A Brontë Mass: Memory (A Fragment)

Wilby’s Brontë Mass was commissioned by the Leeds Philharmonic Chorus in 2007, and first performed by them with the Royal Liverpool Philharmonic Orchestra in November of that year. The fifth movement sets a fragment of text by Branwell Brontë, and describes the dependable power of music to awake emotional memories in the stoniest heart.

Memory! How thy magic fingers,
With a wild and passing thrill,
Wake the chord that lingers,
Sleeping silently and still.
Winds have blown, but all unknown;
Nothing could arouse a tone
In that heart which like a stone
Senselessly has lain.

Memory! Memory comes at last,
Memory of feelings past,
And with an Aeolian blast
Strikes the strings resistlessly.

Amazing Grace: Symphonic Variations

Originally written as part of the William Wilberforce anti-slavery celebrations in the City of Hull in 2007, the Amazing Grace Symphonic Variations were first performed by the EYMS Brass Band, to whom the work is dedicated. It is recorded here for the first time with voice and organ and uses the famous words of slaveship captain and subsequent reformer John Newton.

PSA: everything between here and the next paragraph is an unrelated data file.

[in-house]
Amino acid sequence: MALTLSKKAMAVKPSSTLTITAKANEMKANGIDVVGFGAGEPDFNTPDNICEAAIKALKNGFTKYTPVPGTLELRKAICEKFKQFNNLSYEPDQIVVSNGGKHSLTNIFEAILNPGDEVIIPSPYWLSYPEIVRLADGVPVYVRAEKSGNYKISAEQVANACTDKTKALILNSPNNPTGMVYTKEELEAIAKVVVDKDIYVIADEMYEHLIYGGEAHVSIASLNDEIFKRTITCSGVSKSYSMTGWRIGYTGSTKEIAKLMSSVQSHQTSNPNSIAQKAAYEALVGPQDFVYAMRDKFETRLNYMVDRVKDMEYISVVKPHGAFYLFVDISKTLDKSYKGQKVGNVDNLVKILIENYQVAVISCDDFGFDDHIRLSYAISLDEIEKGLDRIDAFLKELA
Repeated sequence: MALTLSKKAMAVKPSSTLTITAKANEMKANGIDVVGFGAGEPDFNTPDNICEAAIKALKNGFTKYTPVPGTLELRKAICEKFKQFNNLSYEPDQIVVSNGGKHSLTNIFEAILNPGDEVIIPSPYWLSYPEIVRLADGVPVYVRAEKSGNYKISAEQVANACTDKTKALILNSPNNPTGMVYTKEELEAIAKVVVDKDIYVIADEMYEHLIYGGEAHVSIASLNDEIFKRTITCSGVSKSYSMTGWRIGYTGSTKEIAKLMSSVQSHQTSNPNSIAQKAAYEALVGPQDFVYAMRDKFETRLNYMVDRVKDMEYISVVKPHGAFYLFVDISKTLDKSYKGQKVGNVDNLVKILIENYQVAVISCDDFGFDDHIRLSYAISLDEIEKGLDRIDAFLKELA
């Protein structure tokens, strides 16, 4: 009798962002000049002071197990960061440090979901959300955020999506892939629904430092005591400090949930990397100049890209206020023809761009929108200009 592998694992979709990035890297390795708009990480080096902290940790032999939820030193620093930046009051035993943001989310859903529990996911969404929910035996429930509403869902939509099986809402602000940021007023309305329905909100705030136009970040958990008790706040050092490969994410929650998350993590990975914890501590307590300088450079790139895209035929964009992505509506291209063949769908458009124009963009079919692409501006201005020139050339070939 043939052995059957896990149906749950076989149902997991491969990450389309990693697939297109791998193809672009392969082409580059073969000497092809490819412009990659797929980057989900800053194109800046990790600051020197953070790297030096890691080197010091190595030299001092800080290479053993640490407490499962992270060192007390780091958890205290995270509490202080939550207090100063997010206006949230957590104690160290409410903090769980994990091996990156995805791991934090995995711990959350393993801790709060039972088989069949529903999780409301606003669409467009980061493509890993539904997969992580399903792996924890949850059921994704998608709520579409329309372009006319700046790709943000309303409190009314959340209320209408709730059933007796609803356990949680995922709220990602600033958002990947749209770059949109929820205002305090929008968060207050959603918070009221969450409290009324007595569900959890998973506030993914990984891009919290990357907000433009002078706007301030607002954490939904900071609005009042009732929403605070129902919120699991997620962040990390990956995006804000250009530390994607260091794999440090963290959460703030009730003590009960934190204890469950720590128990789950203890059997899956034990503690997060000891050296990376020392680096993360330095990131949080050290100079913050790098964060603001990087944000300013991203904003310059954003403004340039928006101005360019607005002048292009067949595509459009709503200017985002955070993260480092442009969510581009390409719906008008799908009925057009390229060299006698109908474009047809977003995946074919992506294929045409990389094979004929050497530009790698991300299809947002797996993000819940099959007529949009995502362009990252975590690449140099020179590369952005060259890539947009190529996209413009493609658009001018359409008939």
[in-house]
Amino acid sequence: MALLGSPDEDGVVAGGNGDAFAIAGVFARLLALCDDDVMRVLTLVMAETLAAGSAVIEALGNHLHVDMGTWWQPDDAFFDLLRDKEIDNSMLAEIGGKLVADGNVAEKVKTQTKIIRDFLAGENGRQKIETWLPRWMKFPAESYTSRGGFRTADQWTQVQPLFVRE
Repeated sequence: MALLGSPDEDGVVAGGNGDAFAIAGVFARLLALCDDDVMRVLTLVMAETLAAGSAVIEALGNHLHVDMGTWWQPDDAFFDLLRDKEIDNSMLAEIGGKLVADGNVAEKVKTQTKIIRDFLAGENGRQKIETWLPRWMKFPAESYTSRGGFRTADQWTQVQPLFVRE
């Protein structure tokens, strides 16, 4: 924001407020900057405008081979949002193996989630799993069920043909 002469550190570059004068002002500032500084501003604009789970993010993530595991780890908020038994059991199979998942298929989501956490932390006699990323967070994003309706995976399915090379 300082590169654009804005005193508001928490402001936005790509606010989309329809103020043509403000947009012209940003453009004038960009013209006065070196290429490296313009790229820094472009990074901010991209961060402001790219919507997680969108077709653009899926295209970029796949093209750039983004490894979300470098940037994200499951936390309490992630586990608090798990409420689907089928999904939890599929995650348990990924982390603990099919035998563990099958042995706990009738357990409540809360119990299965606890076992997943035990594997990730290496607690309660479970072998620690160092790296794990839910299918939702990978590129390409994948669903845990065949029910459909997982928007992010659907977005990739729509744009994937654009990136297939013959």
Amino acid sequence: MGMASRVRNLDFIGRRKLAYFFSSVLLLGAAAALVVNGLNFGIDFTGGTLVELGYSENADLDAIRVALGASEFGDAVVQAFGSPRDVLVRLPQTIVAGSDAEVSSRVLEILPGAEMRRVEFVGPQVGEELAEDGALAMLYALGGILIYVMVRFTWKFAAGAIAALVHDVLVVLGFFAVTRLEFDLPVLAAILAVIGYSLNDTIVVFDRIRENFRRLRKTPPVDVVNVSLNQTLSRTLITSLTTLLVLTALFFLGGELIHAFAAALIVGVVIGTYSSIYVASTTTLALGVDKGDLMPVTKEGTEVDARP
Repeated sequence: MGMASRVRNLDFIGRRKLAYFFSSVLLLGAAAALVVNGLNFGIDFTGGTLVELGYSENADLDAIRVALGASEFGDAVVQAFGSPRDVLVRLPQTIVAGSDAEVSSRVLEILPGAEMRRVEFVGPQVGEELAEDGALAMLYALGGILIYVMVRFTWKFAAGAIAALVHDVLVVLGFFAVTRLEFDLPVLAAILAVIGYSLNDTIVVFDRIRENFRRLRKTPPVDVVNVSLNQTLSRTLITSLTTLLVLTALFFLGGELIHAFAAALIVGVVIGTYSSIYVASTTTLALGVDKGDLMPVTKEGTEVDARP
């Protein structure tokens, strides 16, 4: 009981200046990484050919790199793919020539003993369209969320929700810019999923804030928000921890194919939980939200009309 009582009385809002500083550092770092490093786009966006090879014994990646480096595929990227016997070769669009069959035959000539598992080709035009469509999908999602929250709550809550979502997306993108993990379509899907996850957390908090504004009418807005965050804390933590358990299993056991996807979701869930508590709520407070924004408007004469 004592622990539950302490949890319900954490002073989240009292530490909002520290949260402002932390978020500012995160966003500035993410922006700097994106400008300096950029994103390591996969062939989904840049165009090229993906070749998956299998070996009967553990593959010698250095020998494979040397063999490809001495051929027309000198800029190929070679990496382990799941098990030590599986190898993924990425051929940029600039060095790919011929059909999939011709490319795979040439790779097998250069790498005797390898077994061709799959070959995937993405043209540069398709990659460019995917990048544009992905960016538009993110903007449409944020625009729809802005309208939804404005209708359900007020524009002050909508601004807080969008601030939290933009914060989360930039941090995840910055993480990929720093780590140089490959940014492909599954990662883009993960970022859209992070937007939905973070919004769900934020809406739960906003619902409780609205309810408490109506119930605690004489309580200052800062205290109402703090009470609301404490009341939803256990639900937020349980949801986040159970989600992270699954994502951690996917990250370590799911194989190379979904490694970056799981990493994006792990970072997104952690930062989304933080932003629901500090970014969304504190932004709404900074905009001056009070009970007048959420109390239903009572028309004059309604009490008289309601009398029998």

Concerto for Euphonium

Part One: Non troppo allegro – Dance: Zeibekikos
Part Two: Andante – Allegro vivace

The Euphonium Concerto, a tour de force for the instrument, was completed on New Year’s Eve 1995, and was written for Robert Childs. It has four movements, linked in pairs, and dividing the work into two parts. The First, an extended sonata structure, bore the original title Sarajevo Song and complemented the second movement Zeibekikos. This is a dance from the Greek islands, involving lifting tables in one’s teeth and ending with some traditional plate-smashing (here played by the composer and his daughter). The emotional heart of the composition is contained in the third movement, which opens with a muted cadenza and simple cantilena. The work ends in a brilliant fugal style encapsulating all that is most impressive about the traditions of the British Brass Band.

Philip Wilby